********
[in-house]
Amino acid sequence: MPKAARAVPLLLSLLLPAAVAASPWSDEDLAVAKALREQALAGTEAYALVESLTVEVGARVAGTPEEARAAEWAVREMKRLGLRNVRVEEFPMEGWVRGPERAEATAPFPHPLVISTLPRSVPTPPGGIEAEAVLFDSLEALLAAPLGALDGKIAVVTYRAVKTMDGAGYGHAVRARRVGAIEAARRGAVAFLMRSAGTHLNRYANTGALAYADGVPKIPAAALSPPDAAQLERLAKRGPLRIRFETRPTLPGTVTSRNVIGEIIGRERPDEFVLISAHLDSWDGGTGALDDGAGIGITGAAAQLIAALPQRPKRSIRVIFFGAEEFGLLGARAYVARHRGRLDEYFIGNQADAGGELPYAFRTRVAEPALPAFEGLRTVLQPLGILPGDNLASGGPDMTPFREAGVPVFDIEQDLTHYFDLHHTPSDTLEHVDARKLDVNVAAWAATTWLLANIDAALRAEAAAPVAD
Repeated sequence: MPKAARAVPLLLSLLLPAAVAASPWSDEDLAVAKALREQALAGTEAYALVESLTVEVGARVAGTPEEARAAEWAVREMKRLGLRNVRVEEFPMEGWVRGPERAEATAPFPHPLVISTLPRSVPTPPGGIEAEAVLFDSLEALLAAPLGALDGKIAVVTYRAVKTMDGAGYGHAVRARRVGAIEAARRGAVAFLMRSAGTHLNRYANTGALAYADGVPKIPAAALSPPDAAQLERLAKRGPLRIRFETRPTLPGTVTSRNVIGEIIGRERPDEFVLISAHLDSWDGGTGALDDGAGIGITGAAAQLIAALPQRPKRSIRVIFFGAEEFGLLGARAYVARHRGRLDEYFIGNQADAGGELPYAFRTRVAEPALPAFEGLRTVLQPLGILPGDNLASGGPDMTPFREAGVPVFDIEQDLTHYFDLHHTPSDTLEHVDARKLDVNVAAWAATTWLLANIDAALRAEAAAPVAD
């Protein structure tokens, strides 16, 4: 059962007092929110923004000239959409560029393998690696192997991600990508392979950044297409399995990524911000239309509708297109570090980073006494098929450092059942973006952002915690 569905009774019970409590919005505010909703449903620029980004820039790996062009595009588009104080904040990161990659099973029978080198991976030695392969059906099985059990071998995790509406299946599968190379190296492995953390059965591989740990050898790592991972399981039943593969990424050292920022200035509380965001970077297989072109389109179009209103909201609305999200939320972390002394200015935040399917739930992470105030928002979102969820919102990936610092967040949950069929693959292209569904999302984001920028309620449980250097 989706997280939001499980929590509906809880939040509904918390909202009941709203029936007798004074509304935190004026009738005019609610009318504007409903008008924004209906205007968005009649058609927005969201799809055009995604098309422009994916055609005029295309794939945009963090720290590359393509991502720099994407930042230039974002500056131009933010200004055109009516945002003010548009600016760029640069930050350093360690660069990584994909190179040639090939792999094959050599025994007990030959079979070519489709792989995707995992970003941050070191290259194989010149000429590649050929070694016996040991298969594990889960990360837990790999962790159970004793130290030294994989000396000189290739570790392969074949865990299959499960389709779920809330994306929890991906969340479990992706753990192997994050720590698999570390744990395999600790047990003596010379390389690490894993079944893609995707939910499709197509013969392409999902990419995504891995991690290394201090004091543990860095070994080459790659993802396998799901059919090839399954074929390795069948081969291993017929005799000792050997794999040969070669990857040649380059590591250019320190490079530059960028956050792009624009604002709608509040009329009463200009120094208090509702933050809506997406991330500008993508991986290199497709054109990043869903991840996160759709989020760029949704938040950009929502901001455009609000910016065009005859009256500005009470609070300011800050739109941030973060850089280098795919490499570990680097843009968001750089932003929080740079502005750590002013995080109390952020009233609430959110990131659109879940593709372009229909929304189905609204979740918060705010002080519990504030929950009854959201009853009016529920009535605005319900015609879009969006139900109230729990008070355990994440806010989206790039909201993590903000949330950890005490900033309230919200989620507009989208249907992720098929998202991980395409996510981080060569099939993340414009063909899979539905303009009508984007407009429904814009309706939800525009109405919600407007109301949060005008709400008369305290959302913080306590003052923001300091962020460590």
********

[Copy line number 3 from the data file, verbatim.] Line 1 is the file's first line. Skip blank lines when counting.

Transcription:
Repeated sequence: MPKAARAVPLLLSLLLPAAVAASPWSDEDLAVAKALREQALAGTEAYALVESLTVEVGARVAGTPEEARAAEWAVREMKRLGLRNVRVEEFPMEGWVRGPERAEATAPFPHPLVISTLPRSVPTPPGGIEAEAVLFDSLEALLAAPLGALDGKIAVVTYRAVKTMDGAGYGHAVRARRVGAIEAARRGAVAFLMRSAGTHLNRYANTGALAYADGVPKIPAAALSPPDAAQLERLAKRGPLRIRFETRPTLPGTVTSRNVIGEIIGRERPDEFVLISAHLDSWDGGTGALDDGAGIGITGAAAQLIAALPQRPKRSIRVIFFGAEEFGLLGARAYVARHRGRLDEYFIGNQADAGGELPYAFRTRVAEPALPAFEGLRTVLQPLGILPGDNLASGGPDMTPFREAGVPVFDIEQDLTHYFDLHHTPSDTLEHVDARKLDVNVAAWAATTWLLANIDAALRAEAAAPVAD